In advance of the Doha summit in late March, 2009, Egypt and Saudi Arabia made their participation conditional on Iranian President Mahmoud Ahmadinejad's not being invited. Saudi Arabia and Syria held several high-level meetings in an attempt to alleviate the tensions between the two countries; from Saudi Arabia's vantage point, this was an attempt to bring Syria over from the Iranian axis to the Arab axis. At these meetings, the two sides reached a consensus on the language of the statement to be issued at the conclusion of the Doha summit, and this text was even published by the press on the eve of the summit. Despite these understandings, Egyptian President Hosni Mubarak decided against attending the summit (reportedly because of disagreements with Qatar), and sent instead a junior minister to represent Egypt - this in contrast to Saudi Arabia, which was represented at the summit by King 'Abdallah himself.
The Saudi-Egyptian pressure did prevent an invitation from being extended to Iran's president and to Hamas representatives, who had been invited to the previous Doha summit in January 2009. Nonetheless, the summit's proceedings and its closing statement, as well as statements by Syrian President Bashar Al-Assad and other Syrian speakers after the summit, point to a defeat for the position of Saudi Arabia and Egypt.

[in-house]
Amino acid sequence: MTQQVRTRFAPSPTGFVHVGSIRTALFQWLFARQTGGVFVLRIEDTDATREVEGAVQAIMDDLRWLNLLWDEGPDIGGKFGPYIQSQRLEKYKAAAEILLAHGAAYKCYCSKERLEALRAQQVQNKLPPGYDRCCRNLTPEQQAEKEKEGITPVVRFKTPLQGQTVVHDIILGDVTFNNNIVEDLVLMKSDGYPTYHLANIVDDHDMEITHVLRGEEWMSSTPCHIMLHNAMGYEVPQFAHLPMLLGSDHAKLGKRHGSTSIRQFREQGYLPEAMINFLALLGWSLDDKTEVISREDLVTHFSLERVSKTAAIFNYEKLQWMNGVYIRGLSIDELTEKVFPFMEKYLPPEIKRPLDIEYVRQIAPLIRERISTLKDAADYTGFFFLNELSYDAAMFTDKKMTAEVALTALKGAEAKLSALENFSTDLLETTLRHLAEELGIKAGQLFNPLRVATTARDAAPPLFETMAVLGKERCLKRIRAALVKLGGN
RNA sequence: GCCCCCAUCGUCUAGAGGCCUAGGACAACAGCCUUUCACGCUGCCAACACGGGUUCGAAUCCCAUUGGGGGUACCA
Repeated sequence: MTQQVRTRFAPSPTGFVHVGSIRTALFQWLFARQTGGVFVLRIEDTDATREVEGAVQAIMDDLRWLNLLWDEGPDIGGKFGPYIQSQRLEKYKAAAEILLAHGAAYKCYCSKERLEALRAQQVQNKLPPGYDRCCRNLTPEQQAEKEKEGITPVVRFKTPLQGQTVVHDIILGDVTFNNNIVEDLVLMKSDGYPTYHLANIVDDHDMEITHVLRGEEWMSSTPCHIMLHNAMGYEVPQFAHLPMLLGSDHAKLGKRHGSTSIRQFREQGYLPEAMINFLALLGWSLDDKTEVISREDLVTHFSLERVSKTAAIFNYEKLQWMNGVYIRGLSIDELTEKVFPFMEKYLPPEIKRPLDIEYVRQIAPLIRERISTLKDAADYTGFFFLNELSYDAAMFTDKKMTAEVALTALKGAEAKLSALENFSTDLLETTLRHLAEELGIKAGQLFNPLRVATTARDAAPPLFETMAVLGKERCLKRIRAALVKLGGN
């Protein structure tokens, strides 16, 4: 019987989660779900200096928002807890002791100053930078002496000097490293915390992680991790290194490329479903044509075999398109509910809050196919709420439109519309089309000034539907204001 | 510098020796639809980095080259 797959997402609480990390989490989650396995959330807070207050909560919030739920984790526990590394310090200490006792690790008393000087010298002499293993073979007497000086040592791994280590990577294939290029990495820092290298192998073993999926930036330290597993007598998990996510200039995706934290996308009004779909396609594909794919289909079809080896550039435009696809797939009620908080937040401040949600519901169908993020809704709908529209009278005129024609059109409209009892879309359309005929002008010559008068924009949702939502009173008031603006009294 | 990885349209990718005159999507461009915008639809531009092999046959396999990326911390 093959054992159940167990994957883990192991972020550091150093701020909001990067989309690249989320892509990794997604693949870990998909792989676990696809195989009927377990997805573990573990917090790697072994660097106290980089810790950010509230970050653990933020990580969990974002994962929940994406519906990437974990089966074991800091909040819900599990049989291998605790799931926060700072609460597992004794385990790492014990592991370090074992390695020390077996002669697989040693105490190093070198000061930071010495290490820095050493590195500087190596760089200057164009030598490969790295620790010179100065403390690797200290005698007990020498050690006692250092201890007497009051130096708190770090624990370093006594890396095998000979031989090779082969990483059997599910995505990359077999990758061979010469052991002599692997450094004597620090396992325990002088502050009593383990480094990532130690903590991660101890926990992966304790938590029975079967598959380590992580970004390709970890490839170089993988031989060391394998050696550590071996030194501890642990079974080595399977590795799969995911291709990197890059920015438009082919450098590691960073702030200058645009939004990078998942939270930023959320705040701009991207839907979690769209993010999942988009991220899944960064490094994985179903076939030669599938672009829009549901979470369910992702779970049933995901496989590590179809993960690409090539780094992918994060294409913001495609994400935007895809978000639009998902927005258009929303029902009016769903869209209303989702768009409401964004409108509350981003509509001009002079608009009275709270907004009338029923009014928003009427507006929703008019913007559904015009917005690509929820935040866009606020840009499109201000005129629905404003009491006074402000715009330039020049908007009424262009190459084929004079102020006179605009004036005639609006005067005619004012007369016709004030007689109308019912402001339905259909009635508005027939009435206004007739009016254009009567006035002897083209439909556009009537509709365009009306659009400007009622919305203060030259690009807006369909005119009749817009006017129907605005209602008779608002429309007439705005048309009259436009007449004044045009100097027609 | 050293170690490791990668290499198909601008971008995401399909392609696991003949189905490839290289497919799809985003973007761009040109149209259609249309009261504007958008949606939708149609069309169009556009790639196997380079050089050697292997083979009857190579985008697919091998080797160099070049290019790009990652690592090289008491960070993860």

Syrian President Bashar Al-Assad, as host of the previous Arab League summit in Damascus, and Qatari Emir Sheikh Hamad bin Khalifa Aal Thani, host of the current summit, delivered speeches that gave full expression to the Iranian-Syrian-Qatari position. In contrast, King 'Abdallah of Saudi Arabia did not speak at all. Libyan Leader Mu'ammar Al-Qaddafi even hurled insults at 'Abdallah. Despite this, the latter subsequently met with him, at the insistence of the Emir of Qatar.